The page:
“With strong hand and with outstretched arm” (Deuteronomy 4:34); “With outstretched hand and with strong arm” (Jeremiah 21:5): Chiasmus in Deuteronomy and Jeremiah

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“With strong hand and with outstretched arm” (Deuteronomy 4:34); “With outstretched hand and with strong arm” (Jeremiah 21:5): Chiasmus in Deuteronomy and Jeremiah

Author David Rolph Seely

This study examines the shared rhetorical tradition between Deuteronomy and Jeremiah, especially their uses of inclusio and chiasmus. In particular, four specific types of chiasmus are distinctive of both Deuteronomy and Jeremiah, evidencing a seventh-century BCE Judahite rhetorical tradition, namely: (1) chiasmus of speaker; (2) chiasmus in the position of completing a unit of text; (3) chiasmus where particles create semi-chiasms in the middle two cola of four-cola units; and (4) chiasmus where rhetorical questions occur in the middle of the structure. All four of these types of chiasmus from Deuteronomy and Jeremiah are also useful in studying the writings of Nephi, whose account in the Book of Mormon opens in seventh-century Judah.


The title of this paper presents an example of a textual interplay between Deuteronomy and Jeremiah in which Jeremiah quotes a well-known formula from Deuteronomy “with strong hand and with outstretched arm” (Deut 4:34) in an inverted form “With outstretched hand and with strong arm” (Jer 21:5). Images of the “strong hand” and “outstretched arm” are found in various Egyptian and Mesopotamian textual traditions as well as iconography.1 These images appear separately in various biblical sources but appear as a combination first in Deuteronomy (4:34; 5:15; 7:19; 11:2; 26:8) and then later in deuteronomistic literature (1 Kgs 8:42; Jer 32:21; Ezek 20:33, 34; Ps 136:12).2 In the Bible this formula always refers to the might and power of the LORD to deliver Israel from bondage in Egypt.

Jeremiah quotes this formula “strong hand and with outstretched arm” but reverses the two qualifying adjectives creating “outstretched hand and strong arm.” This phrase is unknown elsewhere in the Old Testament. The title of this paper juxtaposing these two formulas thus creates an artificial chiasmus bridging two books consisting of:

A strong hand,

B outstretched arm, (Deut 4:34)

B outstretched hand,

A strong arm. (Jer 21:5)

The reversal of the elements of a quote from another source is a phenomenon called Seidel’s Law and is well attested in the Hebrew Bible as an indicator that the author and/or editor is citing older material.3 The reversal of these adjectives in Jeremiah also draws attention to the fact that the meaning of this formula/phrase as it is used in Jeremiah is the reverse of the usual meaning when it appears in its usual contextual formula. The usual contextual meaning is divine deliverance of Israel from her enemies. See, for example: “the Lord your God freed you from there with a strong hand and an outstretched arm” (Deut 5:15). But in the passage in Jeremiah, the image depicts the Lord using his divine might to fight against his rebellious people: “And I myself shall fight against you with outstretched hand and strong arm” (Jer 21:5).

Jeremiah and Deuteronomy

The author and/or editor(s) of Jeremiah regularly allocate language, themes, and theology from Deuteronomy. British scholar S. R. Driver, among the other scholarly commentators on Deuteronomy, noted that: “Jeremiah exhibits marks of [Deuteronomy] on nearly every page.”4 It is not surprising that Jeremiah uses language and theology from Deuteronomy. Though there is certainly older material contained in Deuteron­omy, the final production of the book as we have it today appears to have been done in the seventh century BCE, during or after the time of Josiah—at the time of Jeremiah.5 This is of interest to Latter-day Saints since this is also the time period of Lehi and Nephi and the origins of the Book of Mormon.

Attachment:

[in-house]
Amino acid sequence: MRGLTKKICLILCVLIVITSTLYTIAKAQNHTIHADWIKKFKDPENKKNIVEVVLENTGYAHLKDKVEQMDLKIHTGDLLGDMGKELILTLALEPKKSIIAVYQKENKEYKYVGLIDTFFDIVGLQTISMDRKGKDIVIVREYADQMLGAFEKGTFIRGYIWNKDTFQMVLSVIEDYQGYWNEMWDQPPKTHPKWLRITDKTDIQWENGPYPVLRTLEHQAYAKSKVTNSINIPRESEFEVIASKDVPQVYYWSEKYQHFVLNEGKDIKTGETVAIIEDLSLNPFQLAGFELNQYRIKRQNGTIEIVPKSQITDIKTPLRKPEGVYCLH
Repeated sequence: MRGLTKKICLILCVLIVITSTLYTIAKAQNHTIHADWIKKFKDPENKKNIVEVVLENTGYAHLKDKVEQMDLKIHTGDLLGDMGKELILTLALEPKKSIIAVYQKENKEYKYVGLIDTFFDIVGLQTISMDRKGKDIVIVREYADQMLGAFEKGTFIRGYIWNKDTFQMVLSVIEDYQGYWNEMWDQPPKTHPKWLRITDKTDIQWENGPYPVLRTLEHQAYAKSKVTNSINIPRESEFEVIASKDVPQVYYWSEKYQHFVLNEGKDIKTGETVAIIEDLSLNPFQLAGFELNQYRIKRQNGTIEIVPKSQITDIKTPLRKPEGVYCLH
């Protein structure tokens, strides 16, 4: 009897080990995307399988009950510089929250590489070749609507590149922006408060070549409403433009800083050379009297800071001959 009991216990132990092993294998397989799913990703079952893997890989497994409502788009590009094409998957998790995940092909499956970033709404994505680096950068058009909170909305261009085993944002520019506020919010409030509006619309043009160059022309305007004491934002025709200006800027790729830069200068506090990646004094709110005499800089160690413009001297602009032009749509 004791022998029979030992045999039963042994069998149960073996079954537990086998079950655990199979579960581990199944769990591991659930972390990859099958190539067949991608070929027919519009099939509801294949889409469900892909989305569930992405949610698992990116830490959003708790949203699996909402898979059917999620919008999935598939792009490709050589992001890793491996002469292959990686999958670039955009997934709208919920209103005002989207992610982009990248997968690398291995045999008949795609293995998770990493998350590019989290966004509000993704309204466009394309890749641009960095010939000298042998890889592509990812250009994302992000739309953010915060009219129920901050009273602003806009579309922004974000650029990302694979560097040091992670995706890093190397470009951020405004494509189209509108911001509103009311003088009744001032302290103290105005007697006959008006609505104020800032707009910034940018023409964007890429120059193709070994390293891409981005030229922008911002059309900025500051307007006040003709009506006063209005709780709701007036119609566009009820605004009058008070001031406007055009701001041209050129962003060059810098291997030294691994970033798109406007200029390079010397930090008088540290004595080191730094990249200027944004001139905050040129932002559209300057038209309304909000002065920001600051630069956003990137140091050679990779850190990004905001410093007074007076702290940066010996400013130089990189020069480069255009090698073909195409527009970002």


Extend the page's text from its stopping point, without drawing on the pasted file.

Consider these specific examples of similarities between Deuteronomy and Jeremiah:6

• The prophecy of a “prophet like Moses” is integrated throughout the book of Jeremiah, especially in the elements of the call of Jeremiah (Deut 18:15–18; Jer 1:4–12).

• Jeremiah cites and alters Deuteronomic legal materials regarding divorce and remarriage (Deut 24:1–4; Jer 3:1) and the remission of debt/slavery (Deut 15:12–18; Jer 34:14).

• Jeremiah constantly condemns “going after other gods” just as in Deuteronomy (Deut 6:14; 8:19; 11:28; 13:7 [13:6 Eng]; Jer 7:6, 9: 11:10; 13:10; 16:11).

• The image of the “circumcised heart” found in Deuteronomy is repeated in Jeremiah (Deut 10:16; 30:6; Jer 4:4).

• Many of the curses in Deut 28 are cited or alluded to in Jeremiah (Deut 28:18 in Jer 5:17; Deut 28:48 in Jer 28:14; etc.).7

Seventh Century Judahite Rhetorical Tradition

Scholars have noted that in addition to Jeremiah allocating texts, themes, and theology from Deuteronomy, these two books also share common rhetorical features. One of the pioneers of the study of ancient Hebrew rhetoric is Jack Lundbom, who has written extensively on rhetorical features in Deuteronomy and Jeremiah. His initial work, Jeremiah: A Study in Ancient Hebrew Rhetoric, was his doctoral thesis presented in 1973. This was followed by numerous articles culminating in his massive three-volume commentary in the Anchor Bible Series on Jeremiah, and then his more recent commentary on Deuteronomy. Many of Lundbom’s scholarly articles have been collected in Biblical Rhetoric and Rhetorical Criticism, wherein he noted the common use of two rhetorical features—inclusio and chiasmus—in Deuteronomy and Jeremiah.8